Much of the critique in these films was directed towards the paralysis Whitehead saw as characterising mainstream responses to Vietnam; the public inability or unwillingness to adequately make sense of a seemingly distant conflict. His comments on Terrorism could be taken in the same spirit, a cultural wake-up call designed to trouble western complacency. The problem with this comparison is that 9/11 essentially fulfils the mid-sixties wish of Peter Brook and the Royal Shakespeare Company; one of the entanglements of American foreign policy is devastatingly realised in the domestic sphere. As such, a crucial difference emerges. The performance documented in Benefit shows the use of an art form – dramatic theatre – to galvanize political commitment. The elevation of the twin tower attacks to the level of art could be seen to offer the reverse of this stance. The act of aesthetising a physically traumatic event potentially erases its material implications and political hardwiring. This is difficult in the case of 9/11 as whilst the attack carried clear symbolic resonance as regards the conflict between two ideologies, the spectacular magnitude of the occurrence made it difficult to deny the ground-level consequences, most prominently the human cost. As musician Mark Manning observed in Collateral Damage (2002), when he first saw images of the burning towers, his initial experience of ‘an unholy, gleeful sense of karmic schadenfreude’ was quickly sobered by the ‘reality’ underpinning this shift of the ‘cosmic equilibrium’: ‘the firemen, the secretaries, the innocent families’.[ii]
Having highlighted these problematic factors however, it is important to reiterate Whitehead’s concern with the concept of the ‘avant-garde’. In his argument, this familiar term of artistic creativity and experimentation (which carries its own semantic echoes of attrition and warfare), signifies a mode of creative action that is at odds with the control mechanisms of late capitalism. He notes that currently, nothing can be called ‘art, avant-garde or otherwise, unless it appears on a seductive Technicolor screen or processed by seductive video machines’.[iii] Here Whitehead is outlining the cycle of recuperation that the Situationists observed in the operation of the spectacle: the dominance of commerce and the associated ability of the mass media to neutralise oppositional forms of expression by incorporating and imitating their imagery and technique. In response, a form of outflanking is advocated that involves the creation of ‘authentic art equal to the challenge, as powerful in its methodology as the brain-washing techniques exploited by the Media’. This for Whitehead constitutes Terrorism, a process of subterfuge that works to ‘expose the rules of the game being exploited by the beholders of the Institutionalised Barbaric’.[iv]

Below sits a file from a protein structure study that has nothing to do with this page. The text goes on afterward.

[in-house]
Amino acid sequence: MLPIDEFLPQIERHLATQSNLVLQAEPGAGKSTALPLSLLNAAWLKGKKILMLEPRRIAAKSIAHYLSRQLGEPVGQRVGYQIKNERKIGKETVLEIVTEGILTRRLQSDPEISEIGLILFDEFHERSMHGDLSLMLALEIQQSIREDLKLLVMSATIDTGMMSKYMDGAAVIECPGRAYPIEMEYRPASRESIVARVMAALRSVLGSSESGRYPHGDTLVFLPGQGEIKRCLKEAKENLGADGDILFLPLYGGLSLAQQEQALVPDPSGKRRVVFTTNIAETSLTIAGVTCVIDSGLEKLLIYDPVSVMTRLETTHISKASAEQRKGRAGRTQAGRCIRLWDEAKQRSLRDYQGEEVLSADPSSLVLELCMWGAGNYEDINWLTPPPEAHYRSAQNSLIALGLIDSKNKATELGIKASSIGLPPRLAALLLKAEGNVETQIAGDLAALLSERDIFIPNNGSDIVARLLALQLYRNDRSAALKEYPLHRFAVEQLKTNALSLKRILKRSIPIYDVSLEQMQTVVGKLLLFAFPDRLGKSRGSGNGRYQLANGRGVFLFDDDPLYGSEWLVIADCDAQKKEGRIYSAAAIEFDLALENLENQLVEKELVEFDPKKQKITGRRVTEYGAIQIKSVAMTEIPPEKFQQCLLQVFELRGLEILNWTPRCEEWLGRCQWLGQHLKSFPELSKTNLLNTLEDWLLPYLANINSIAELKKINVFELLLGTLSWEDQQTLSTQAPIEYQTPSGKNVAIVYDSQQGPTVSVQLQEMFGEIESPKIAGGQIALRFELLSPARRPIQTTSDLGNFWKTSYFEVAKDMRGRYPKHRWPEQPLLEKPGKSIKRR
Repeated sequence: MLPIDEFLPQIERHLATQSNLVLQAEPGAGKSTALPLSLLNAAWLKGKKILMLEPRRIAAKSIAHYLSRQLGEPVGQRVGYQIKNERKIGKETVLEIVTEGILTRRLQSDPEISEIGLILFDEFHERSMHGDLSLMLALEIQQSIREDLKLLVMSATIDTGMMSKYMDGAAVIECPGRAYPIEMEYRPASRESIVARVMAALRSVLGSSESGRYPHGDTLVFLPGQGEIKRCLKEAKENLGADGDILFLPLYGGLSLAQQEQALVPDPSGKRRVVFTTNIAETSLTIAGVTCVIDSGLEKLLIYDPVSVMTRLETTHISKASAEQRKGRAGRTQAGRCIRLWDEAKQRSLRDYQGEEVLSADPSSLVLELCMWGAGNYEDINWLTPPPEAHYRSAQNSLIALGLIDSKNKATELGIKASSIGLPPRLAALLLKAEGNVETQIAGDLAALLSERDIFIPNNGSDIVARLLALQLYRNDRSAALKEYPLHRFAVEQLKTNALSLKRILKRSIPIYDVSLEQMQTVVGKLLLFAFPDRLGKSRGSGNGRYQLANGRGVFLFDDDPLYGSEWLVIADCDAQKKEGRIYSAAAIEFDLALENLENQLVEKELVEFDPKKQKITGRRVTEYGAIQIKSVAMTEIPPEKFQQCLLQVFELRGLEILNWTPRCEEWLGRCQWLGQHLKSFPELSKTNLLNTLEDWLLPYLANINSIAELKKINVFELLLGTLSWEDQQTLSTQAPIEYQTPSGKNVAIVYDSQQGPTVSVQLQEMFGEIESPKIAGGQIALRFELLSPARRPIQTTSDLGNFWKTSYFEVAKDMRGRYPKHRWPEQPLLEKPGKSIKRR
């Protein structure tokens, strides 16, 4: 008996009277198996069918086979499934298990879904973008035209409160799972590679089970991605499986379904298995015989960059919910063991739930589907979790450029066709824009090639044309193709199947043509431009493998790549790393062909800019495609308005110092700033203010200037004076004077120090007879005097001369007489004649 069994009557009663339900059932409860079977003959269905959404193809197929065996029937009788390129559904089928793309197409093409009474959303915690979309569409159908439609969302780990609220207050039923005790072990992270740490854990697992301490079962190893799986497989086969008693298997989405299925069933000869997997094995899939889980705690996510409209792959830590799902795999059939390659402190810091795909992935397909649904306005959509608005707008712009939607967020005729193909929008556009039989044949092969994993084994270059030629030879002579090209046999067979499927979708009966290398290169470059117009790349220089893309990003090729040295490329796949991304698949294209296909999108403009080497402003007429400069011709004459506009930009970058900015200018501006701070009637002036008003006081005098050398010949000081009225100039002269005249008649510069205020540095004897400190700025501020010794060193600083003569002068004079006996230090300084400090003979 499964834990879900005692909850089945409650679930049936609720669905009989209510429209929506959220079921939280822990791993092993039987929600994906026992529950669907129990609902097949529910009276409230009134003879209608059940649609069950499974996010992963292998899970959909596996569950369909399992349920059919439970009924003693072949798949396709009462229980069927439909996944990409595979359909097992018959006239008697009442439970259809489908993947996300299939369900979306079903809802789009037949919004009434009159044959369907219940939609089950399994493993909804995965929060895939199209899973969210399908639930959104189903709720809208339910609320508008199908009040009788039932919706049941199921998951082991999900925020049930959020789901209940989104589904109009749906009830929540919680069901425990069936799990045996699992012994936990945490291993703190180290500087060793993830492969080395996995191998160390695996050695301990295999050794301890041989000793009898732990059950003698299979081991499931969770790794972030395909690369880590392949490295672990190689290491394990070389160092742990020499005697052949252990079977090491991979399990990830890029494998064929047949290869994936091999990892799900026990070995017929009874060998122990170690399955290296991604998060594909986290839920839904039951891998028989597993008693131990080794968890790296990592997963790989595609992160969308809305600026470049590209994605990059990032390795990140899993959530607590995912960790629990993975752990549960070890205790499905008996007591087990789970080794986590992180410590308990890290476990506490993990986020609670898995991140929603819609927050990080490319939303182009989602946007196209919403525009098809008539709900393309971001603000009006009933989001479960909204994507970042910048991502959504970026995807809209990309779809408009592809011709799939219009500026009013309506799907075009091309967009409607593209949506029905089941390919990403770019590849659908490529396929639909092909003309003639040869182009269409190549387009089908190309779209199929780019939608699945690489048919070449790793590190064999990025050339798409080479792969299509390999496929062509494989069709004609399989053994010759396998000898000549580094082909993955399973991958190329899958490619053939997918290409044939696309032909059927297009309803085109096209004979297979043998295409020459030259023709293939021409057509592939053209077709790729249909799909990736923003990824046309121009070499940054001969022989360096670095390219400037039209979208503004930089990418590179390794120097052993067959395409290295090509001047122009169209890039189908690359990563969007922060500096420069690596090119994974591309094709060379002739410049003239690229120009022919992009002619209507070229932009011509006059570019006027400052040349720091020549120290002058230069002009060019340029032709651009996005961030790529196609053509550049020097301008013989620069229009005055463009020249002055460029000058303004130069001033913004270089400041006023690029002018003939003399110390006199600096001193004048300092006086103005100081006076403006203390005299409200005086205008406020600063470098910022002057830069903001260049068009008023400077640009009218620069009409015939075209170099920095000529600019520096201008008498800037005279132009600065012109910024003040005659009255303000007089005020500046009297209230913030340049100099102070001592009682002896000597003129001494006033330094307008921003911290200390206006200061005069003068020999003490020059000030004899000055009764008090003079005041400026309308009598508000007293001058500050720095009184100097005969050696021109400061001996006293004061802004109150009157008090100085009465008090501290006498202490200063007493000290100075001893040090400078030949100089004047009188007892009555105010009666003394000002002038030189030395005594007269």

Terrorism Considered as One of the Fine Arts directly enacts this strategy. The film draws upon the plot of the novel and the other two texts that make up Whitehead’s ‘Nohzone Trilogy’: Nature’s Child and Girl on the Train. MI6 agent Michael Schlieman is ‘assigned to Paris to infiltrate a cell of Eco-Terrorists planning a high level political assassination’.[v] The group’s leader, Maria Lenoir, is said to have been responsible for the death of two French agents and the only clues to her whereabouts lie in a series of seemingly cryptic e-mails. Realizing that the messages all refer to literature, film and philosophy, Schlieman is able to decode the allusions and determine that the group is active in Vienna. He relocates his operation to the city and begins to drift around the two circles of the Ringstrasse tram, haunting Maria and the other members of the cell.